Why do we let our leaders get away with their decisions for three decades?

Waiting 30 years to release information means that it is too late to hold people to account.

I don't often agree with Paul Dacre, but he's always been right about wanting to halve the 30-year rule. How is it that we should let our leaders get clean away with the consequences of their decisions for three decades?

Today, for example, we have learned that Margaret Thatcher kitted out Number 10 on expenses (but paid for an ironing board), Geoffrey Howe wanted to abandon Liverpool to decline and the secret service pressed the BBC to censor Panorama.

Why should we have waited until now to discover all this, now that those responsible are too old to answer for their actions -- too frail in the case of Howe and Thatcher -- and safely out of power? After all, we've paid for it. We voted for it -- or at least we thought we did. So why shouldn't we know about it? People in their 60s and 70s have the right to know what the governments they supported did with their votes, without having to go to the grave wondering. But of course, this situation suits those in power very nicely indeed.

There is understandably little pressure from within government to open up the freedom of information to extend to anything beyond what local councils spend on school dinners. While bean-counters' decisions can be torn to shreds on the one hand, the big decisions remain safely locked away for 30 years, until it's all been forgotten and history has already been written. Which politician is going to vote for more transparency, more openness, more scrutiny on them during their own lifetimes?

Perhaps, in 2030 or thereabouts, we'll discover the discussions the New Labour cabinet had about the Freedom of Information Act. Maybe we'll all have a jolly old laugh about how it was decided that there was no way of opening up central government's decision making, and how the rights of the voting public were so haughtily dismissed as usual.

The thing is, I'll be 52 by the time I find out what the first government I voted for (in 1997) really got up to behind closed doors. Tony Blair will be 74, if he's still with us (and I hope he is), and even older by the time the really contentious stuff about the Iraq War comes out. It will be too late to hold these people to account for the decisions they made and the things they did.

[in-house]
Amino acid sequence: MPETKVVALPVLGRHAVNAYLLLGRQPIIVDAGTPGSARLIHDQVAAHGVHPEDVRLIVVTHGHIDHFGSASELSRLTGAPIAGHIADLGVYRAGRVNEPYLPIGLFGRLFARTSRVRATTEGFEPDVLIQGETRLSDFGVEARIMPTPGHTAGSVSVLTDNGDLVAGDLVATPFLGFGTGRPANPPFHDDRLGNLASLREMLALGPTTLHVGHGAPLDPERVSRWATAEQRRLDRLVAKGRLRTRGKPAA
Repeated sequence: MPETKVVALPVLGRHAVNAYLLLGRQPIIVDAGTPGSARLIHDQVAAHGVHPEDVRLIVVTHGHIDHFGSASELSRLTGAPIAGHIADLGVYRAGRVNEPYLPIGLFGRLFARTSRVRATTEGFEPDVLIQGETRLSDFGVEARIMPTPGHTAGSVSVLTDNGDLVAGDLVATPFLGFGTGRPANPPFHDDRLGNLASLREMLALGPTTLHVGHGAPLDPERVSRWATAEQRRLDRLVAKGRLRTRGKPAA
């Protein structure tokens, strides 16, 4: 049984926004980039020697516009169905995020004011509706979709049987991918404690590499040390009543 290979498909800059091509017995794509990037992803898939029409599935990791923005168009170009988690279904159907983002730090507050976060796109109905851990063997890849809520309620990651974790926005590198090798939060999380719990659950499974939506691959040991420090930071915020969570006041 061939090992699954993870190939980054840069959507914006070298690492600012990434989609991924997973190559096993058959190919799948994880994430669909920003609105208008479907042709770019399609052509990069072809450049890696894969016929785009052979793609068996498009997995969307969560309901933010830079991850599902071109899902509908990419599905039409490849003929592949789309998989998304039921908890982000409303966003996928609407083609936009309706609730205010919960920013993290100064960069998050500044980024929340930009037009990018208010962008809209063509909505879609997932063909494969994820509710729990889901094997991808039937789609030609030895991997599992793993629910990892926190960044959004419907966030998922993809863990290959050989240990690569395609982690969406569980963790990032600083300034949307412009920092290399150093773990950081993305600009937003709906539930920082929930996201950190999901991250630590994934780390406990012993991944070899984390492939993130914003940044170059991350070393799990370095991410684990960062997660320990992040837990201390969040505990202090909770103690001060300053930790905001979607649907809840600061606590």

In the meantime, they have been able to tell their side of the story. They've been able to write history from their point of view, omitting the unpleasant details that might come out and surprise us; they've been able to make money out of presenting their version of events as what really happened. And we can't do anything about it.

The dusty old faces recite the same tired arguments at times like this. Government needs to be secret, in order to preserve the decision-making process. Ministers must know that everything's locked away until they're about to die, in order to sleep soundly in their beds for the intervening time.

And I'm not saying we should broadcast cabinet meetings live -- just that there isn't so long to wait until we find out what really happened. It would serve our democracy better, and let our leaders know that they won't be able to escape scrutiny for the decisions they made and the things they really said. But then, which prime minister would open him or herself up to that? We may have to wait more than 30 years for a change to come.

Patrolling the murkier waters of the mainstream media
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What David Hockney has to tell us about football

Why the sudden glut of blond footballers? A conversation I had with the artist back in 1966 gave me a clue. . .

In 1966, I went to interview David Hockney at a rather run-down flat in Bayswater, central London. He was 28 and had just won a gold medal at the Royal College of Art.